A subgroup analysis was performed to compare the impact of subclinical and clinical polyvascular disease on the prognosis of PCI patients. All statistical analyses were performed with IBM SPSS 20.0 for Windows (IBM Corporation, Armonk, NY, USA).
A total of 2299 patients who underwent a PCI between 1996 and 2012 at the University Medical Center Utrecht, the Netherlands, were included in the SMART study. A total of 462 (21%) patients had polyvascular disease and were categorized by the number of diseased vascular territories. The baseline characteristics are summarized in Table 1. Patients with polyvascular disease were older and had an unfavourable risk profile as illustrated by more extensive CAD, heavy smoking and a higher prevalence of hypertension and diabetes mellitus. The median hs-CRP levels increased gradually with the number of diseased vascular territories. Patients with polyvascular disease use more ACE inhibitors, diuretics, glucose-lowering medication and oral anticoagulants, but less antiplatelet drugs. The use of statins and beta-blockers was not different.
Table 1. Baseline characteristics according to the number of diseased vascular territories
One territory n (%) 1837 (80)
Two territories n (%) n = 375 (16)
More than two territories n (%) n = 87 (4)
N, Number; SD, standard deviation; IQR, interquartile range.
Age in years, mean (SD)
Packyears, median (IQR)
Previous myocardial infarction
Extent of coronary artery disease
Body mass index (kg/m²), median (IQR)
High-sensitive CRP, median (IQR)
Platelet aggregation inhibitors
Platelet aggregation inhibitors or oral anticoagulants
Oral glucose-lowering medication
Type of diseased vascular territories
The type of diseased vascular territories in the patients with polyvascular disease is shown in Table 2. Remarkably, 48% of patient with more than two diseased territories had a carotid stenosis of more than 50%. Moreover, 59% of these patients had a diminished ankle-brachial index (<0·9) and 30% had microvascular renal disease.
Table 2. Type of diseased vascular territory according to clinical (medical history) or subclinical (finding at screening) polyvascular disease
During a mean follow-up time of 7·3 (±4·0) years, 62 patients (2·7%) were lost to follow-up. A total of 211 patients (9%) died of whom 92 (44%) from a cardiovascular death (Table 3). A total of 243 patients (11%) developed the combined cardiovascular endpoint.
Table 3. The risk of the number of diseased vascular territories on long-term mortality, cardiovascular mortality and a combined cardiovascular endpoint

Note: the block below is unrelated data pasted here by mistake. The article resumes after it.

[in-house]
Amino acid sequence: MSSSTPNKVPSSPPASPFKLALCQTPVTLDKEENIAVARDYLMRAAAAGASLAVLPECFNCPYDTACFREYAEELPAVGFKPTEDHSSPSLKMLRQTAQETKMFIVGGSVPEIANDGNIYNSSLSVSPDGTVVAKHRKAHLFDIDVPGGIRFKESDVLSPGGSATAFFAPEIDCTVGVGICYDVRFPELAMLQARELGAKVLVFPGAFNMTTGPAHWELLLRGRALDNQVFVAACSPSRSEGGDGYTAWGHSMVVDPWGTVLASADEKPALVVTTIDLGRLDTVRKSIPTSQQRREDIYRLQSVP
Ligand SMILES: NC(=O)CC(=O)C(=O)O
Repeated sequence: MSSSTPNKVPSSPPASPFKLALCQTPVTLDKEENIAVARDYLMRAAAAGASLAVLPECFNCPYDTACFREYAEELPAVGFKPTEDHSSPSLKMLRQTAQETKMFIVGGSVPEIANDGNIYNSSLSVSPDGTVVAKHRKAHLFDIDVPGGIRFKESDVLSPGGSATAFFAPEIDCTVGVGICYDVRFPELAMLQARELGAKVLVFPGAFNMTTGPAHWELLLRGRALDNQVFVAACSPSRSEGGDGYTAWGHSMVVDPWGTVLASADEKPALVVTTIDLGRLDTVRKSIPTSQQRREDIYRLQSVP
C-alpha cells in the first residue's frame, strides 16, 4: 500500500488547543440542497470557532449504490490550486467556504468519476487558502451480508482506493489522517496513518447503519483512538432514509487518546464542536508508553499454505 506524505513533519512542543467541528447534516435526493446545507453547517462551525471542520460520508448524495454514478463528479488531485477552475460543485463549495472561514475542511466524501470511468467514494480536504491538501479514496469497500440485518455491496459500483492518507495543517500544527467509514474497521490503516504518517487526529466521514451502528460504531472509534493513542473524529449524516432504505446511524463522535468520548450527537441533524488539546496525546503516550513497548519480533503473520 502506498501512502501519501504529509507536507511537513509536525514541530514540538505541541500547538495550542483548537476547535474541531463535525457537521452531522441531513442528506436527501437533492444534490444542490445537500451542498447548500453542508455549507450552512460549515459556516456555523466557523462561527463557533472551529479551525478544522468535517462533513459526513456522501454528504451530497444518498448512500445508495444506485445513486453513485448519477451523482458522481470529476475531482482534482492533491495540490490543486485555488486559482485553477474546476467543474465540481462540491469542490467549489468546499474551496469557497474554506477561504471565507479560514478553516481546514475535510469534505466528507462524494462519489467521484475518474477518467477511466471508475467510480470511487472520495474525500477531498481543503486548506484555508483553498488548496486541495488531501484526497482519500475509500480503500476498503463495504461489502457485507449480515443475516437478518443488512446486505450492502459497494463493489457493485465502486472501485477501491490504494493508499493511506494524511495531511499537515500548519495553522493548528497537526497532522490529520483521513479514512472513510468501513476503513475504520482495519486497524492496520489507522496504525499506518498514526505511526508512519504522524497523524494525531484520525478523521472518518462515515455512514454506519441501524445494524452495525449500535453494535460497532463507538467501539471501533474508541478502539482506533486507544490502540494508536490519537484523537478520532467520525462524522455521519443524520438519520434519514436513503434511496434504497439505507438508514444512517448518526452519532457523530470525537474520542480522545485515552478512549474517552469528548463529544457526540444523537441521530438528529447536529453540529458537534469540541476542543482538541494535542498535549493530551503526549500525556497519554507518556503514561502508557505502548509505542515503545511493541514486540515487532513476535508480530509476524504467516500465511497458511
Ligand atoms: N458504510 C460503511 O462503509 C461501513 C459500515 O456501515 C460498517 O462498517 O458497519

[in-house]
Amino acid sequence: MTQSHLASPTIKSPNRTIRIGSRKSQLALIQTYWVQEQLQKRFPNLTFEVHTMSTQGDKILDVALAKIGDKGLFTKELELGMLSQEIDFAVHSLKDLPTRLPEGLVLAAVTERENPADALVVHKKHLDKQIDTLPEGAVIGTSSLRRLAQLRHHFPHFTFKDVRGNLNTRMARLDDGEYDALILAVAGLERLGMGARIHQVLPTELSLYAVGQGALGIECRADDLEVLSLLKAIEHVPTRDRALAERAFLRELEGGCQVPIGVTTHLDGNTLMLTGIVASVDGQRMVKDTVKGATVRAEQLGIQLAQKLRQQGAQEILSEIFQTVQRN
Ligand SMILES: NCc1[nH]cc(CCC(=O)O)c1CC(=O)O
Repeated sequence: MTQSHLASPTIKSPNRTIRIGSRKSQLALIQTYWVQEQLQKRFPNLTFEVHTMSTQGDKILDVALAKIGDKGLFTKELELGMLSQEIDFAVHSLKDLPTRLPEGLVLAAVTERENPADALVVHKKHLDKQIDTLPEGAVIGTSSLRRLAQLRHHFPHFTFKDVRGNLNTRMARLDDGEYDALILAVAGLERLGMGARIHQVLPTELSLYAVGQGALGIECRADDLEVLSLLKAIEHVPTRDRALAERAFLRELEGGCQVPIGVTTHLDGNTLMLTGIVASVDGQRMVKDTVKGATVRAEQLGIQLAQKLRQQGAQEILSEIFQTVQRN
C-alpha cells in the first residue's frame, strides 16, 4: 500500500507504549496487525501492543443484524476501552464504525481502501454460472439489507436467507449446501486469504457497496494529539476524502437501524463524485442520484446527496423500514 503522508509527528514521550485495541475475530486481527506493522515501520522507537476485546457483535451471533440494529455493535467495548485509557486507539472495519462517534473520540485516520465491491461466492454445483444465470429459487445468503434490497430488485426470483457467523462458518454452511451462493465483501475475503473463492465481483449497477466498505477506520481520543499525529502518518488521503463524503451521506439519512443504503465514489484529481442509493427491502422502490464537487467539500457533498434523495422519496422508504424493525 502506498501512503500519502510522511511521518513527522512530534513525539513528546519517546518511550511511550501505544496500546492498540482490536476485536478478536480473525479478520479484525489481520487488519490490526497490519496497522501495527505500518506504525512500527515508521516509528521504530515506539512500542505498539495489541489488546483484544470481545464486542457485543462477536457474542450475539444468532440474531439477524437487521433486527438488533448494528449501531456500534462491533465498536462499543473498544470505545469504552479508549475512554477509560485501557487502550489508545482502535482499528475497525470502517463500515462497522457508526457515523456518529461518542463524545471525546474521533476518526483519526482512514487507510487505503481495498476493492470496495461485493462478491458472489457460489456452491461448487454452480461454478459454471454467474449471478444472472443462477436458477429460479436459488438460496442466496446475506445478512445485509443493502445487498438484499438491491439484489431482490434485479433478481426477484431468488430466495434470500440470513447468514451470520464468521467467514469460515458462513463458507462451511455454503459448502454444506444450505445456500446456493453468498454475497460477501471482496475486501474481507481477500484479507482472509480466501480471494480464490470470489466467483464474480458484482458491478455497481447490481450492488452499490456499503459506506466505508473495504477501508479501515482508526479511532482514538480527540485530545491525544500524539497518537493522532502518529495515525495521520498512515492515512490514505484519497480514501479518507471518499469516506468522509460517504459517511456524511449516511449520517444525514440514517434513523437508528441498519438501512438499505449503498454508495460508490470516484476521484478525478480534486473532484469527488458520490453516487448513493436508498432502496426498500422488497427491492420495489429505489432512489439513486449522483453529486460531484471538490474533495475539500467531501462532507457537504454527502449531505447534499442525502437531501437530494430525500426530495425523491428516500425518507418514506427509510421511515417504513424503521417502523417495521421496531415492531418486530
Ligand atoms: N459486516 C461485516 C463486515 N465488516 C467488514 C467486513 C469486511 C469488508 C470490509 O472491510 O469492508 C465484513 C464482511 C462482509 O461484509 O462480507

One territory n = 1837 Reference category
Two territories n = 375 HR (95% CI)
More than two territories n = 87 HR (95% CI)
HR, Hazard ratio; CI, confidence interval. Model I, hazard ratios (HRs) adjusted for age and gender; Model II, HRs adjusted for age, gender, diabetes mellitus, hypertension, hyperlipidaemia, body mass index, packyears (in quartiles) and previous myocardial infarction; Model III*, subgroup analysis in patients with known extent of coronary artery disease (CAD) and adjusted for extent of CAD on top of age, gender, diabetes mellitus, hypertension, hyperlipidaemia, body mass index, packyears (in quartiles) and previous myocardial infarction. Number of patients in subgroup analysis: one territory: 1555 patients, two territories: 319 patients, more than two territories: 78 patients.
Compared to patients with monovascular disease (CAD only), patients with polyvascular disease were associated with a higher risk of all-cause mortality, cardiovascular mortality and the combined cardiovascular endpoint (Table 3). This increased risk was different among the patients with polyvascular disease as patients with more than two diseased vascular territories had an even higher risk than patients with two atherosclerotic vascular territories. The HRs (with 95% confidence intervals) for patients with two diseased vascular territories compared to patients with monovascular disease were for all-cause mortality 1·60 (1·14–2·25), cardiovascular mortality 2·13 (1·29–3·50) and the combined cardiovascular endpoint 1·66 (1·20–2·31). Moreover, the HRs (95% confidence intervals) for patients with more than two diseased vascular territories compared to patients with monovascular disease were for all-cause mortality 3·81 (2·45–5·92), cardiovascular mortality 4·40 (2·32–8·35) and the combined cardiovascular endpoint 2·75 (1·69–4·47). No large differences were found between the two different statistical models. Event-free survival curves, derived from the second Cox proportional hazard model, are shown for all-cause mortality and the combined cardiovascular outcome (Figs 1–2).
After adjusting for the extent of CAD in the subgroup of patients in whom the extent of CAD was known (model III), the relation between the number of territories and the outcomes was slightly attenuated but evidently still present.
Subclinical polyvascular disease